Evolution of mammals

The oldest reptiles having mammal-like features, the synapsids, occur in rocks of Pennsylvanian age formed about 305 mya. However, the first mammals do not appear in the fossil record until Late Triassic time, about 210 mya. Hopson (1994) noted, "Of all the great transitions between major structural grades within vertebrates, the transition from basal amniotes [egg-laying tetrapods except amphibians] to basal mammals is represented by the most complete and continuous fossil record Structural evolution of particular functional systems has been well investigated, notably the feeding mechanism... and middle ear, and these studies have demonstrated the gradual nature of these major adaptive modifications."

A widely used definition of mammals is based on the articulation or joining of the lower and upper jaws. In mammals, each half of the lower jaw is a single bone called the dentary; whereas in reptiles, each half of the lower jaw is made up of three bones. The dentary of mammals is joined with the squamosal bone of the skull. This condition evolved between Pennsylvanian and Late Triassic times. Evolution of this jaw articulation can be traced from primitive synapsids (pelycosaurs), to advanced synapsids (therapsids), to cynodonts, to mammals. In mammals, two of the extra lower jaw bones of synapsid reptiles (the quadrate and articular bones) became two of the middle-ear bones, the incus (anvil) and malleus (hammer). Thus, mammals acquired a hearing function as part of the small chain of bones that transmit air vibrations from the ear drum to the inner ear.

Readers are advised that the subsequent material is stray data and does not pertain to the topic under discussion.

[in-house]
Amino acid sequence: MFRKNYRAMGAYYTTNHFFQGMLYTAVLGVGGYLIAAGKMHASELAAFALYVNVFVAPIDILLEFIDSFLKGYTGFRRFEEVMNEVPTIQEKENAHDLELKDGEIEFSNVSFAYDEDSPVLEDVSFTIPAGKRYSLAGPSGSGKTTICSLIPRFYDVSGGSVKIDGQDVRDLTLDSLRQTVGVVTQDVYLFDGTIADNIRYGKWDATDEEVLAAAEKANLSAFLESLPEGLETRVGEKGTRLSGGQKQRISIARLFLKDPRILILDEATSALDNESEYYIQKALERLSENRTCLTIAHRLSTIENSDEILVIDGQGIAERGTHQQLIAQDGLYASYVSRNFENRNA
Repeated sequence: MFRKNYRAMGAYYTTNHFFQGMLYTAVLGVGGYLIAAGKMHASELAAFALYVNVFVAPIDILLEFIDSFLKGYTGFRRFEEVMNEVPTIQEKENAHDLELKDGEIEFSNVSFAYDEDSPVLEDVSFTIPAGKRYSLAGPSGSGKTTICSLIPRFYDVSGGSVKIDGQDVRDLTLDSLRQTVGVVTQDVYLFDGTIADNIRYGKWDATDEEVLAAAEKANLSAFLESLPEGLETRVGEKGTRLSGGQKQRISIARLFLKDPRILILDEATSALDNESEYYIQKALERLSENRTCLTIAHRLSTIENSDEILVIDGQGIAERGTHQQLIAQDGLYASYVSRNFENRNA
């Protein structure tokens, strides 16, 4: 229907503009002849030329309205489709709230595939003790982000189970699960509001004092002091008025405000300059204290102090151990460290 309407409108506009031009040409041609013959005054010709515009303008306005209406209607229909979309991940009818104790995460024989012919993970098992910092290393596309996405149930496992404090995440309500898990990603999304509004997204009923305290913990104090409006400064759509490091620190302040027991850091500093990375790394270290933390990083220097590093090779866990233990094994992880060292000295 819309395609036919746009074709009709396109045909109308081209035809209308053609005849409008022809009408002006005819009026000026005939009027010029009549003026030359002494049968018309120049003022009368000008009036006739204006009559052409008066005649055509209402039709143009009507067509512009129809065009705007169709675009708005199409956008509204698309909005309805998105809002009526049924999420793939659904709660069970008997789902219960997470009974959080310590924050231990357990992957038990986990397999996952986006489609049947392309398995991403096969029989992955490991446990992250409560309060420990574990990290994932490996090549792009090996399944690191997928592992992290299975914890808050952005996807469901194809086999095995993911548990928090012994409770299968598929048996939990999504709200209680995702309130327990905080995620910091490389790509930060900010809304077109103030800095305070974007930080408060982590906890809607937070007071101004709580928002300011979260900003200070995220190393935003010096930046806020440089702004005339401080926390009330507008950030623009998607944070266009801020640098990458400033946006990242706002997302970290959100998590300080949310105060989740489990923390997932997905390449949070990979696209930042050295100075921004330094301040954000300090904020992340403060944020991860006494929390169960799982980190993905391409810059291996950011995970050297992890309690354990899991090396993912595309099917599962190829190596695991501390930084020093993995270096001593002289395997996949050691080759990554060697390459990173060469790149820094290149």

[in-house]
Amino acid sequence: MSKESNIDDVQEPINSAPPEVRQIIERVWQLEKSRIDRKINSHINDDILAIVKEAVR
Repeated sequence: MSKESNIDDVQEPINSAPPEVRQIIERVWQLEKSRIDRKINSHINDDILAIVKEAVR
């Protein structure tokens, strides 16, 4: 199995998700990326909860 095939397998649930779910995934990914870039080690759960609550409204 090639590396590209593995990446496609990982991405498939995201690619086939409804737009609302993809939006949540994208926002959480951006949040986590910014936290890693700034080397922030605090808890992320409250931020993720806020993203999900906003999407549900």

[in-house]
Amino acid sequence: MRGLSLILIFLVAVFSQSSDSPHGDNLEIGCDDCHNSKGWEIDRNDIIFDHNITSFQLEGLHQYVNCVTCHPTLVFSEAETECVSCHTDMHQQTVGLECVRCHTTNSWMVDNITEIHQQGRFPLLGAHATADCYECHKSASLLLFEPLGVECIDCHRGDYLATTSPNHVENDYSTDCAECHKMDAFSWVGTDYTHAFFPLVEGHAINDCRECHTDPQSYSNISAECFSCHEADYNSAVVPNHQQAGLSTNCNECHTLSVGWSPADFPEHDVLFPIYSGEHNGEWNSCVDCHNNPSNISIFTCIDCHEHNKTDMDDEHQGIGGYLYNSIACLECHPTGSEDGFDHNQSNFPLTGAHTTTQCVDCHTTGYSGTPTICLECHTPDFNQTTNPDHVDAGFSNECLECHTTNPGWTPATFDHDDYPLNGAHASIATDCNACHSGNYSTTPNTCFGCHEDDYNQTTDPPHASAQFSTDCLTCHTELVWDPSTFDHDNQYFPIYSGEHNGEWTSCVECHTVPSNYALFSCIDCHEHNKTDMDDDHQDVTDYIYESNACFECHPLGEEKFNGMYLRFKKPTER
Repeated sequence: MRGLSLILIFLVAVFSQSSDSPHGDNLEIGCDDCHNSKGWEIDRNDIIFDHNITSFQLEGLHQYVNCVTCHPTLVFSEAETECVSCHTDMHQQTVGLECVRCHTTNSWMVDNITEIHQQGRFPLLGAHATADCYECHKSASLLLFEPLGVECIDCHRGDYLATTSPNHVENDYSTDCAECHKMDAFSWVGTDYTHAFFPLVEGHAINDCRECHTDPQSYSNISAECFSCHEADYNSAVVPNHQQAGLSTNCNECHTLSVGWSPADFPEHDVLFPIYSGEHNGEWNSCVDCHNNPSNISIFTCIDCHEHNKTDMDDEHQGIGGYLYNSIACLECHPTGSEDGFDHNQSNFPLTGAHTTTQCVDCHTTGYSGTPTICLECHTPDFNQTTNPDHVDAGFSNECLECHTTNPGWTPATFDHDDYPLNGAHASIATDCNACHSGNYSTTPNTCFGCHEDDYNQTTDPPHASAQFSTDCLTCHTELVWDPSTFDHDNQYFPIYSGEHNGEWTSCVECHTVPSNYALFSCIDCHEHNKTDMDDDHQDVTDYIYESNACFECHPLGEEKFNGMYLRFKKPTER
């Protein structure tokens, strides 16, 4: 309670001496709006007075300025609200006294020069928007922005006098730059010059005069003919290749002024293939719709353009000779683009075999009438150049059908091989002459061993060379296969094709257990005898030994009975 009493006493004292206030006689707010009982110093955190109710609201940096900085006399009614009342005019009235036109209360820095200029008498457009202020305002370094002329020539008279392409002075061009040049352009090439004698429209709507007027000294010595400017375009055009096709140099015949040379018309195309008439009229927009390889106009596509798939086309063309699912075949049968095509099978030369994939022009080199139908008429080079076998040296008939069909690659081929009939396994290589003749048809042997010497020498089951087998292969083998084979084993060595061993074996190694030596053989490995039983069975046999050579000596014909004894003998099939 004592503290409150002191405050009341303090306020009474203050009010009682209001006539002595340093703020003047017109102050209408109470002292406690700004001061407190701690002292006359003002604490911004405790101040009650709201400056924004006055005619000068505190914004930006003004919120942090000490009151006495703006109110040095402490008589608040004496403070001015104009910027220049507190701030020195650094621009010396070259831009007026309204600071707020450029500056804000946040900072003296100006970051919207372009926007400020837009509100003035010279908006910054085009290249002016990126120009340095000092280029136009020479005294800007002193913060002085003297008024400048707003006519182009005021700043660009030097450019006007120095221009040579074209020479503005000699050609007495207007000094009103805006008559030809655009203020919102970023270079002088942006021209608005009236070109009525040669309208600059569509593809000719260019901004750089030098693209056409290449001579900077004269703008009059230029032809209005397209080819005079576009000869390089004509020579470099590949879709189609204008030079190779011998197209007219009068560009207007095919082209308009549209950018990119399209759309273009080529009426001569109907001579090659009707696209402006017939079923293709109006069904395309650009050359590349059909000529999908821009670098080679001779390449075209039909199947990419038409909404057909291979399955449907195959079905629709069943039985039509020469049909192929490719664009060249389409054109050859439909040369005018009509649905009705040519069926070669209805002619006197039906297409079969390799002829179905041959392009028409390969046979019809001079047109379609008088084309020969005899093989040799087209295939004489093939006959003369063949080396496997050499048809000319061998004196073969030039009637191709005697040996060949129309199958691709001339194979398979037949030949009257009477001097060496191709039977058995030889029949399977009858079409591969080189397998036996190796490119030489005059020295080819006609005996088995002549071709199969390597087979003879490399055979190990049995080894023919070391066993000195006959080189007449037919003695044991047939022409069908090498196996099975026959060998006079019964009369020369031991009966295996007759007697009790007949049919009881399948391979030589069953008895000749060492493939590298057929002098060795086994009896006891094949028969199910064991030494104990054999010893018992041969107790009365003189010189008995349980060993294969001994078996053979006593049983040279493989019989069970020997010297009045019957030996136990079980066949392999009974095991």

Mammals stapes incus malleus tympanic bone new tympanic membrane

"Mammallike Reptiles"

development of angular bone to form tympanic bone

Diagrammatic skulls showing the changes in the jaw articulation and the ear region in the evolution from reptile to mammal. In reptiles, the lower jaw is made up of several bones on each side and there is only one ear bone, the stapes, on each side. In mammals, the lower jaw is made up of only one bone on each side and the other jaw bones have taken on new functions in the middle ear. The reptilian articular bone becomes the malleus bone of the middle ear of mammals and the quadrate bone of the reptilian jaw becomes the incus bone of the middle ear of mammals. The angular bone is lost. Modified from

Savage and Long (1986). Jm

Reptiles stapes tympanic membrane quadrate articular angular bone ower jaw

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